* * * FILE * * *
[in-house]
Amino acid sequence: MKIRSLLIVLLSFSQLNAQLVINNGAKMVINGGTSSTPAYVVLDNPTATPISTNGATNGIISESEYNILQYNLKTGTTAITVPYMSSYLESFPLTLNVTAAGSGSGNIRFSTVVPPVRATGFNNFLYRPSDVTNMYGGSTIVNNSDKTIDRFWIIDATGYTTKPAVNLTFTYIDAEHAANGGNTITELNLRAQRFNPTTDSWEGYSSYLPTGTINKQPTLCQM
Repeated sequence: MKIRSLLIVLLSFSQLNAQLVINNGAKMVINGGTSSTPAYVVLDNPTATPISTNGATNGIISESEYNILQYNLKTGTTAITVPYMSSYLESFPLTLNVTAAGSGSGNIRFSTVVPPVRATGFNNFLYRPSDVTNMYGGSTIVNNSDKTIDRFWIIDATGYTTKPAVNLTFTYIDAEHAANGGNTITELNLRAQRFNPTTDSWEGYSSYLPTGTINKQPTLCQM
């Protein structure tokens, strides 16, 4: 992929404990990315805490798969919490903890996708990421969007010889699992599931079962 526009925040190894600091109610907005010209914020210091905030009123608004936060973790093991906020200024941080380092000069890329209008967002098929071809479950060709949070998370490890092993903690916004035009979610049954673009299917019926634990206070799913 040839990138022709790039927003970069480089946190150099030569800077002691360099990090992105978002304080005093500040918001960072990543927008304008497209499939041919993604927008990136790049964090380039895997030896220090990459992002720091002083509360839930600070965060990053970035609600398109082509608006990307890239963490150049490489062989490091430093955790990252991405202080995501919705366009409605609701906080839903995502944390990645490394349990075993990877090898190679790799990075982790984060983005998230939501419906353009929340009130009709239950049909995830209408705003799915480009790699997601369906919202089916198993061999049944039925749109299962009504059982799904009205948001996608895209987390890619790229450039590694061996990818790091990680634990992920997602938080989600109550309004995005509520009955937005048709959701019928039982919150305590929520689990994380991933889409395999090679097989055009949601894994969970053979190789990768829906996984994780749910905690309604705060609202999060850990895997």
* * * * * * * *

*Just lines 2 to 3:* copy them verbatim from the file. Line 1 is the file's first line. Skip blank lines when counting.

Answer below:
Amino acid sequence: MKIRSLLIVLLSFSQLNAQLVINNGAKMVINGGTSSTPAYVVLDNPTATPISTNGATNGIISESEYNILQYNLKTGTTAITVPYMSSYLESFPLTLNVTAAGSGSGNIRFSTVVPPVRATGFNNFLYRPSDVTNMYGGSTIVNNSDKTIDRFWIIDATGYTTKPAVNLTFTYIDAEHAANGGNTITELNLRAQRFNPTTDSWEGYSSYLPTGTINKQPTLCQM
Repeated sequence: MKIRSLLIVLLSFSQLNAQLVINNGAKMVINGGTSSTPAYVVLDNPTATPISTNGATNGIISESEYNILQYNLKTGTTAITVPYMSSYLESFPLTLNVTAAGSGSGNIRFSTVVPPVRATGFNNFLYRPSDVTNMYGGSTIVNNSDKTIDRFWIIDATGYTTKPAVNLTFTYIDAEHAANGGNTITELNLRAQRFNPTTDSWEGYSSYLPTGTINKQPTLCQM